by Stephanie Morrill
Stephanie writes young adult novels and is the creator of GoTeenWriters.com. Her novels include The Reinvention of Skylar Hoyt series and the Ellie Sweet books. You can connect with her on Facebook, Twitter, Pinterest, and check out samples of her work on her author website including the free novella, Throwing Stones.
"Write like no one is watching" is advice I've started to see more and more in the last few years. I think this a great way to approach your first draft. It's similar to the advice of writing a bad first draft. But I think writing like no one is watching is only effective if you actually follow through on it and keep your first draft to yourself—which is where many of us struggle.
Sometimes when I have the house to myself, I turn the music up loud, and I sing and dance without care. Have you ever done this? Maybe like me you've also had times where you thought you were dancing and singing alone only to find someone from your family watching. When this happens, I get flustered and my face heats. Even if I try to carry on like I'm not embarrassed, I'm mindful of every wrong note I hit, every spazzy dance move.
My first pass at writing a story is full of wrong notes and spazzy moves. I would never get anything done if I thought someone might see my manuscript before I could fix it! Knowing that the first draft is for me alone helps me push past all those debilitating questions that crop up as I try to write. Is that bit of dialogue totally lame? I'm not sure my grandmother would approve of that word choice. Will anyone even relate to this?
|July 2015 writing retreat. If I'm working on a |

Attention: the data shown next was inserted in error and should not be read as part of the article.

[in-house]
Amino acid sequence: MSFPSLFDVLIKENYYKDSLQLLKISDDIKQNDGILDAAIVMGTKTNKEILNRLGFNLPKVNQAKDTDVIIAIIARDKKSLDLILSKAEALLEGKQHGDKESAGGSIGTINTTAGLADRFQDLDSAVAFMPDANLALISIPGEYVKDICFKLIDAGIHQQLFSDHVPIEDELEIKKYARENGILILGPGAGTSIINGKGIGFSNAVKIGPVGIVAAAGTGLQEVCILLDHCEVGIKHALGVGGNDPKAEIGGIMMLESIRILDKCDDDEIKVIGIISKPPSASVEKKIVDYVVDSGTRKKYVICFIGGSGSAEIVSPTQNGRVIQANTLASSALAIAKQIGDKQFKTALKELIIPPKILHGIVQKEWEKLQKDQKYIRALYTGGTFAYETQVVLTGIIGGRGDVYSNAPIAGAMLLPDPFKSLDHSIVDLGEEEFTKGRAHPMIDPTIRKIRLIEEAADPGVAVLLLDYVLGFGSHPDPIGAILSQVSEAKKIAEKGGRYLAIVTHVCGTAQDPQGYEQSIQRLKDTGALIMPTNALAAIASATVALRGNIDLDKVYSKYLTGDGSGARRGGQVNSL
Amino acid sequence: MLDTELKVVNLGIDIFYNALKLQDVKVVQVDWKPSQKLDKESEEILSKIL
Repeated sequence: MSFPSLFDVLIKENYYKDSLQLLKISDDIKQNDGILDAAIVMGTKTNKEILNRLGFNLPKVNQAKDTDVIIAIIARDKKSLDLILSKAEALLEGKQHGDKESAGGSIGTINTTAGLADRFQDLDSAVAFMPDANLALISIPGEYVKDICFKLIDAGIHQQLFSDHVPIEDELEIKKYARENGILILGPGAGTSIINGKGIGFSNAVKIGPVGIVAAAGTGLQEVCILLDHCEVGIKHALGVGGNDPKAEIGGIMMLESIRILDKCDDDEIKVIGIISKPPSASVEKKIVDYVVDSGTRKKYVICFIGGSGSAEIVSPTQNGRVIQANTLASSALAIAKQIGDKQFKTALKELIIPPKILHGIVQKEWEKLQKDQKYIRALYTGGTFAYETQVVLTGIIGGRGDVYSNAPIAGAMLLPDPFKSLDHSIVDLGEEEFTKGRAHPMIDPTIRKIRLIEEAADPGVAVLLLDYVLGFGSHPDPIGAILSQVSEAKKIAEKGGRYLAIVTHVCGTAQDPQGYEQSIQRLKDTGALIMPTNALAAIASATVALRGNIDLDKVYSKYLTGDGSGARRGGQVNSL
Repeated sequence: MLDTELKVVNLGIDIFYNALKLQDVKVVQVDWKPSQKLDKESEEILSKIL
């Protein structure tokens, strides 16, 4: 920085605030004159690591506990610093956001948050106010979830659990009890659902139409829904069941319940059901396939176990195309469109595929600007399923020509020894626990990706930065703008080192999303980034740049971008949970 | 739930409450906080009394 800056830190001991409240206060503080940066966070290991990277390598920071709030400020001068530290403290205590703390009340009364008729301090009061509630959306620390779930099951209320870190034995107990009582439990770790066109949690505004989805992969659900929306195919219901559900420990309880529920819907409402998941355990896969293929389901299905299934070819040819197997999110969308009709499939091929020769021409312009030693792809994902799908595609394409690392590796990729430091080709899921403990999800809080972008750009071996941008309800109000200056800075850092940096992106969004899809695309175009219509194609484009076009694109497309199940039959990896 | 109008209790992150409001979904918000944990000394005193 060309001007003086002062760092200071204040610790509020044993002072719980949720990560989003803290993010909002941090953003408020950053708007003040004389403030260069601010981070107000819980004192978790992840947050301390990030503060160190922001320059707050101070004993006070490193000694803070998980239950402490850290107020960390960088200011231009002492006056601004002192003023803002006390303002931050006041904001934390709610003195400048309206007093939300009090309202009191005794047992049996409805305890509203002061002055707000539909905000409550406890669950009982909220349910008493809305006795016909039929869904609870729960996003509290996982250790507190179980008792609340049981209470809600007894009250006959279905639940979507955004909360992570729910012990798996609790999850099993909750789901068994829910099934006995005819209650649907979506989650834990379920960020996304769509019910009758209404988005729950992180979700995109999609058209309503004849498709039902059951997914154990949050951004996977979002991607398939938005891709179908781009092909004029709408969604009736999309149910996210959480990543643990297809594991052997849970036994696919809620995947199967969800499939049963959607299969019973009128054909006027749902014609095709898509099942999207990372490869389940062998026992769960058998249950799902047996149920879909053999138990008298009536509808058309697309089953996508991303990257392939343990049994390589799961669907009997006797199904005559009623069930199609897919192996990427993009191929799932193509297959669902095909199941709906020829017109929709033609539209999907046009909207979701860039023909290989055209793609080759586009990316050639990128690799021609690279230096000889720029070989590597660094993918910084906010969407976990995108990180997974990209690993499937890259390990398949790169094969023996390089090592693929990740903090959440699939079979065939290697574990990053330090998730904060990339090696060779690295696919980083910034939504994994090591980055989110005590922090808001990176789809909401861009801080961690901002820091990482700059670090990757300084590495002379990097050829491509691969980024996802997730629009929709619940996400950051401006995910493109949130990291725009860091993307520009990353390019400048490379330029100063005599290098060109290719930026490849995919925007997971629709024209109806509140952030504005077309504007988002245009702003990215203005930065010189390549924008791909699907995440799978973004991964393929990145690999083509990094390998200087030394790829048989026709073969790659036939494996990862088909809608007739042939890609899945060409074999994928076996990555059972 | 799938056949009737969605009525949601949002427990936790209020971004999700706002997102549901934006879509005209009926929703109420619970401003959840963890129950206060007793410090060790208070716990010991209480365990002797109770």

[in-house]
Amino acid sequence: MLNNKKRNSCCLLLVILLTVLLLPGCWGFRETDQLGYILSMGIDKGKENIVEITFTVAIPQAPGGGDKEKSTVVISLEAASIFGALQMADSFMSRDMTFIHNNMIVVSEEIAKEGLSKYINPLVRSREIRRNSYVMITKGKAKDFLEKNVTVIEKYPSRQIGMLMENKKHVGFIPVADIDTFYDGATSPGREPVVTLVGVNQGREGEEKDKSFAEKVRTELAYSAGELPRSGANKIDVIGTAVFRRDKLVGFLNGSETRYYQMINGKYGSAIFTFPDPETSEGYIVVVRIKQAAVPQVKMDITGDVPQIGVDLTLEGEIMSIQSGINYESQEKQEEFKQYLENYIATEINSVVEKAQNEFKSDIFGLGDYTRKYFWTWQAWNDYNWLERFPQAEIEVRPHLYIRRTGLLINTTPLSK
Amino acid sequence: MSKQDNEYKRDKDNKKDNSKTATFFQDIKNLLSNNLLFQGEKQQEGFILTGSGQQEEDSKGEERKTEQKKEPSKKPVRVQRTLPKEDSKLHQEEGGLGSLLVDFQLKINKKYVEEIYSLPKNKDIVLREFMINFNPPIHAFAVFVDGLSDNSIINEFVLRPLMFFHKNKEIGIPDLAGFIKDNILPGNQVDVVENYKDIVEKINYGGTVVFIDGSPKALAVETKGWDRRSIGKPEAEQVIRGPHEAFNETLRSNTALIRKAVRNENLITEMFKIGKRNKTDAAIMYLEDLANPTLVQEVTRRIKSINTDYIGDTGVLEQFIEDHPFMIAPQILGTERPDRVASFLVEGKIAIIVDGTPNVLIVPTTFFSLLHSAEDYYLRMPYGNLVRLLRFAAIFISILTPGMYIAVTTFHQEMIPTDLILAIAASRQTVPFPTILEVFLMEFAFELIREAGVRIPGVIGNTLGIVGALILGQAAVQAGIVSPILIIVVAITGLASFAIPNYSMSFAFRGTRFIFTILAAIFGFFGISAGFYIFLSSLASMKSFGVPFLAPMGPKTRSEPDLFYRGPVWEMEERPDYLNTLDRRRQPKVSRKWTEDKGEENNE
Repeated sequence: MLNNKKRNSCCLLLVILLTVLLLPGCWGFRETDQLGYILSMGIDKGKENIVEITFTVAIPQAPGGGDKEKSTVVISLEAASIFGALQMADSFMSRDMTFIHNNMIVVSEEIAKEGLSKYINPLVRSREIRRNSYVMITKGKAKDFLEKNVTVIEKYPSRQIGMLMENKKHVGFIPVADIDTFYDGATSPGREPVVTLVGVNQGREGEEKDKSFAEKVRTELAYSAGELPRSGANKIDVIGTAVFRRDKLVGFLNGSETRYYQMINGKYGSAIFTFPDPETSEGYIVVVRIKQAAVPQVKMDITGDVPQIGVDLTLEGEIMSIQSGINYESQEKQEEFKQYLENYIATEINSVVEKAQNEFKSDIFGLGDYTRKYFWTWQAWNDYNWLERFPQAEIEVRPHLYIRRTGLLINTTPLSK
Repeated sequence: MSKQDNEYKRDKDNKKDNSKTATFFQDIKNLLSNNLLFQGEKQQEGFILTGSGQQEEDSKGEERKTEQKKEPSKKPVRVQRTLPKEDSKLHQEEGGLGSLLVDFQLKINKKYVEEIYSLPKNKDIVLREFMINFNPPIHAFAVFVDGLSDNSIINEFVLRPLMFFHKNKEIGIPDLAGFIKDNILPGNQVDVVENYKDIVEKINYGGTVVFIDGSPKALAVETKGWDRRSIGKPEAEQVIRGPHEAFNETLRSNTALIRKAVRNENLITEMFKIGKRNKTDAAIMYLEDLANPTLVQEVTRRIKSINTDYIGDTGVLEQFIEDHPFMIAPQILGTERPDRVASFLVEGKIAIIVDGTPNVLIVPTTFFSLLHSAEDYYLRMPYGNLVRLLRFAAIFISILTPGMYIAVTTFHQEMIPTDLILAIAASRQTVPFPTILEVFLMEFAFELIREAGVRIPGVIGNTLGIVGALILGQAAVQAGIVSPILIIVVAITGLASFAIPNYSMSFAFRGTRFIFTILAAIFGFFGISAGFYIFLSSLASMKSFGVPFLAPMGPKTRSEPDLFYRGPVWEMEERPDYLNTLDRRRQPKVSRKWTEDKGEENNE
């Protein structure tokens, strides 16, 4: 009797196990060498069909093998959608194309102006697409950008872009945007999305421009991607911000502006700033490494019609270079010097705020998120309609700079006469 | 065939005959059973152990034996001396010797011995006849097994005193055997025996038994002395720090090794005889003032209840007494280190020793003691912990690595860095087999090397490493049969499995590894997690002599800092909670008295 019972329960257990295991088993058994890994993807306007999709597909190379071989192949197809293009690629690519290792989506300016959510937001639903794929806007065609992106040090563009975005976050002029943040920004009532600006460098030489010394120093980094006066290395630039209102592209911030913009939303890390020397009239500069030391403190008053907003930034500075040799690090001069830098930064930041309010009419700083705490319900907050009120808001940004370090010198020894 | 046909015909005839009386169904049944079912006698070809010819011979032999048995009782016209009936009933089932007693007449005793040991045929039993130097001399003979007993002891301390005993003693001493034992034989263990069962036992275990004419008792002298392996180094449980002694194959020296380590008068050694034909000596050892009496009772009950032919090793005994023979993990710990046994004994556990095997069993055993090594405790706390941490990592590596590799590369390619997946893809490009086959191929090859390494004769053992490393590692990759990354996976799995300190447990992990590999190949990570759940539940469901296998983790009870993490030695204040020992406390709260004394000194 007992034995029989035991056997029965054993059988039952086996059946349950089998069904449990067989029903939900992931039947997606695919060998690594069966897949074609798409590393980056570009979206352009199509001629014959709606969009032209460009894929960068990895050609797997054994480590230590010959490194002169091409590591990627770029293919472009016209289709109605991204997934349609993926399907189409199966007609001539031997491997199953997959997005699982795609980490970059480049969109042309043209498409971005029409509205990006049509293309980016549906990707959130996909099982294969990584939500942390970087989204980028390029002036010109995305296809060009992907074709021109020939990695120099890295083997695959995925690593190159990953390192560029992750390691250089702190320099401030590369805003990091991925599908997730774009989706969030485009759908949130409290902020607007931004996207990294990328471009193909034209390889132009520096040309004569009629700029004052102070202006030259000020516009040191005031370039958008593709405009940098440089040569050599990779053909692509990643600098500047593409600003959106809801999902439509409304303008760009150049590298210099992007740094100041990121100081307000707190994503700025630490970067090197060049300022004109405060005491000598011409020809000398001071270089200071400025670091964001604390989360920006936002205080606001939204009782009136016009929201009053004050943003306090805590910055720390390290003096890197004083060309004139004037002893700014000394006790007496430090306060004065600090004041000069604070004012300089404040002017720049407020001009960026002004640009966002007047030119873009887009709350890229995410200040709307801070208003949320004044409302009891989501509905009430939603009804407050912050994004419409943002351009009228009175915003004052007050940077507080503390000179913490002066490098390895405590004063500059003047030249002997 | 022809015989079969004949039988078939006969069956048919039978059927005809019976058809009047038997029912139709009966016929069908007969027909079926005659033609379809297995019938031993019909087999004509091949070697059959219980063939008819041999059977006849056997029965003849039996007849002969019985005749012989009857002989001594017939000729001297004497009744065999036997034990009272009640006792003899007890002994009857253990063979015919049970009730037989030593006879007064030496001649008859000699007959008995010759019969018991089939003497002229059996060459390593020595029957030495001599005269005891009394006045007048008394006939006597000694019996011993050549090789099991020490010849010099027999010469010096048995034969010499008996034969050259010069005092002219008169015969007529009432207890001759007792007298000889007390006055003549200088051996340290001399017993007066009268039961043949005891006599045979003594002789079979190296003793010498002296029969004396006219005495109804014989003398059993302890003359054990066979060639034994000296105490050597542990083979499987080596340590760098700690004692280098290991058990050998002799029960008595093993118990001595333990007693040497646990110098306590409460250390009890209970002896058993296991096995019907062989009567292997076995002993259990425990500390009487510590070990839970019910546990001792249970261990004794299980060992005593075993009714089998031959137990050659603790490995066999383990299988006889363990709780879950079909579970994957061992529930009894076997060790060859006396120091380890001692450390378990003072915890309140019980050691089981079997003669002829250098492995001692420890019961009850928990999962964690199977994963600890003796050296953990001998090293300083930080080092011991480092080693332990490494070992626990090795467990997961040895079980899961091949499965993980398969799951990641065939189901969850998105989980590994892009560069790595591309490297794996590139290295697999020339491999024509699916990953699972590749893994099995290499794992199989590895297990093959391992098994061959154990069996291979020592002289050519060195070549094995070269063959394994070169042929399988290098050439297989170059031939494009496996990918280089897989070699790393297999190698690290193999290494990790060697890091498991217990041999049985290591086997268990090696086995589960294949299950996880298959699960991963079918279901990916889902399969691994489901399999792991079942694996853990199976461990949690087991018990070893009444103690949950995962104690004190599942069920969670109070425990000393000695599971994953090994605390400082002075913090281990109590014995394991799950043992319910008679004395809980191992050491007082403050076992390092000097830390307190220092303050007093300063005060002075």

first draft, I won't even sit next to a trusted
If you choose to write like no one is watching, which I believe is a helpful way to create, I think the only way to make this practice effective is to actually not let anyone see it instead of saying you won't ... but then sharing bits and pieces anyway.
In On Writing, Stephen King says, "If you're a beginner ... let me urge that you take your story through at least two drafts; the one you do with the study door closed and the one you do with it open."
Out of context, that sounds like you're supposed to write your first draft with your "door closed" (meaning without input from others) and then open your door and receive criticism before you write the second draft. But in the fuller explanation that follows this statement, King's advice is actually to write a first draft where you're just trying to get the story down without regard for what others might think. Then after a break, he suggests you edit your first draft with others in mind. Not until after you've done that first round of edits does he recommend looking for feedback.
I've found this system works very well for me. My first drafts have almost no description because I'm writing the story for me, and I can see everything just fine in my head. But when I work on my second draft, I'm mindful that others will read it and that just because I can see everything fine doesn't mean they can. So I make changes—like adding description—that will help others to see the story as clearly.
Not every writer works well like this, though. I know lots of writers feel garnering feedback during the first draft process makes their story stronger. If this is you, I would especially love to hear about that in the comments section! Are your first drafts private things, or do you believe in getting help from others even as the story is forming?